michael kaplan's picture

there you have it

there you have it

fischbobber's picture


I guess I know what I'mm doing tonight. I hope I can read fast enough to digest all this.

Mike Knapp's picture


I absolutely love the ability to hyperlink copy to expansive articles as well as constantly buttressing and saving a bookmark list that is approaching 20 years old. That power cube site is legit.
Bonus - note the reference to former UTK sociology professor John Gaventa.

Average Guy's picture


What you said and linked.

That said, the complexity is staggering.

fischbobber's picture

the complexity is staggering.

You have just hit the nail on a big old head. It seems every time I think I have a handle on things, another unconsidered factor flies in the information. What things really boil down to are this, all kids are unique individuals with unique needs and teaching can be as much an art as a studied profession. Trying to standardize this or meet a rubric within the confines of reality is, by definition, impossible. Great students and teachers are both born and trained. As with many things within the human condition, absolutes are vaporous.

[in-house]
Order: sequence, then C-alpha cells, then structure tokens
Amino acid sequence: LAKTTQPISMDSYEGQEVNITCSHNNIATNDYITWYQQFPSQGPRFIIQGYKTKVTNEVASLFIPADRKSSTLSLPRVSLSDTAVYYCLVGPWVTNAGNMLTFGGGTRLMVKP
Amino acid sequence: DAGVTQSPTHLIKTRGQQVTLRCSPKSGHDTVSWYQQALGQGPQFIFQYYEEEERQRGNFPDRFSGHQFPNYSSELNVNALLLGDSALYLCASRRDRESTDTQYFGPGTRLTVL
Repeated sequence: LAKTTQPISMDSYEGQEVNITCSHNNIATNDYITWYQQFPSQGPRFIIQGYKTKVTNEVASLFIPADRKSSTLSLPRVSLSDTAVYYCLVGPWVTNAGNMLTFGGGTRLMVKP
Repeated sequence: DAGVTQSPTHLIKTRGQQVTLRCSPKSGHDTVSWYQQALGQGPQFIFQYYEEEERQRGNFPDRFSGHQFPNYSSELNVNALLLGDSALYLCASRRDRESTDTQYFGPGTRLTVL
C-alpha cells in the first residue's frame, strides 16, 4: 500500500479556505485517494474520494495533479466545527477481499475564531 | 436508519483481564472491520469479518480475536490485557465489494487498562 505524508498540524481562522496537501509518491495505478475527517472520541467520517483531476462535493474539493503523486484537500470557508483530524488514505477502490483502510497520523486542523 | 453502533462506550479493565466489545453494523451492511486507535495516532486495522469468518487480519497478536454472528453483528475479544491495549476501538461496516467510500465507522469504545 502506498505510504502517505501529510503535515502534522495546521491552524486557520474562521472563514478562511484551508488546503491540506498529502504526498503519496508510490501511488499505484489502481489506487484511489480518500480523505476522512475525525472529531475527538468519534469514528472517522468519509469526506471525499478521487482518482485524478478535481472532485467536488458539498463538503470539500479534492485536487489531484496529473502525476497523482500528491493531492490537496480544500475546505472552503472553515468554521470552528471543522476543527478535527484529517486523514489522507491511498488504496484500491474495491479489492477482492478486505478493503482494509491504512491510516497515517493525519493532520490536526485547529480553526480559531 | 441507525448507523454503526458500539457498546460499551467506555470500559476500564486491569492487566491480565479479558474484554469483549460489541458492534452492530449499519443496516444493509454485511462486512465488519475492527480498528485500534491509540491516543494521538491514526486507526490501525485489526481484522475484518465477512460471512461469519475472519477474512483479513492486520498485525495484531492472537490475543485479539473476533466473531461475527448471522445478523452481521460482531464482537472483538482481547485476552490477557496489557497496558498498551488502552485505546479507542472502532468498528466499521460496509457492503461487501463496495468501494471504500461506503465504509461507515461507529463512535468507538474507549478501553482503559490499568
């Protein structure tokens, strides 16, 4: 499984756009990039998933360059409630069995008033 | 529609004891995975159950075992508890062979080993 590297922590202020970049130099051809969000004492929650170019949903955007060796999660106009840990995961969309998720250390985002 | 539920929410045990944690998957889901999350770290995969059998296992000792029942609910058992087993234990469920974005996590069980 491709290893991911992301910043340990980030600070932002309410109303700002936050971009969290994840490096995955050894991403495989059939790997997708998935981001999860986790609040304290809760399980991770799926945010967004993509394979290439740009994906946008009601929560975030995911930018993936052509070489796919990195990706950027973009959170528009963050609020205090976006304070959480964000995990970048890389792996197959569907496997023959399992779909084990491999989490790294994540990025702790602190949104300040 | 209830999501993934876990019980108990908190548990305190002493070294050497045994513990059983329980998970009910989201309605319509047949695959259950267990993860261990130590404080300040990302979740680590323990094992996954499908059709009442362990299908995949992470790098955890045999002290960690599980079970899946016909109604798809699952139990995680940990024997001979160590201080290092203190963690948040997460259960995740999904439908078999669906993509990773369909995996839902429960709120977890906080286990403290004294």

Average Guy's picture

The long and short,

can be found in the information header box on this Wiki page; (link...)

Revenue for FY 2011 - $229 million

There's one simple question parents can ask themselves. "Should my local education tax dollars be the source of a private corporation's revenue?"

And whether that corporation calls itself nonprofit or not, doesn't change the fact those at the top of it are bringing down some big bucks; (link...)

michael kaplan's picture

somewhat off-topic, but related


What made white businessmen from Dallas' segregated northern enclaves, who typically donate to their children's private academies, start caring about the plight of a low-income district?

Up Goose Creek's picture

Tax credits in Arizona

In other news on the private school/public funding front - Arizona companies are able to take direct tax credits for any money they contribute to education savings accounts that can be used for private schools. Look up Lexie's law.

Looks like a back door way to siphon off tax dollars for private schools.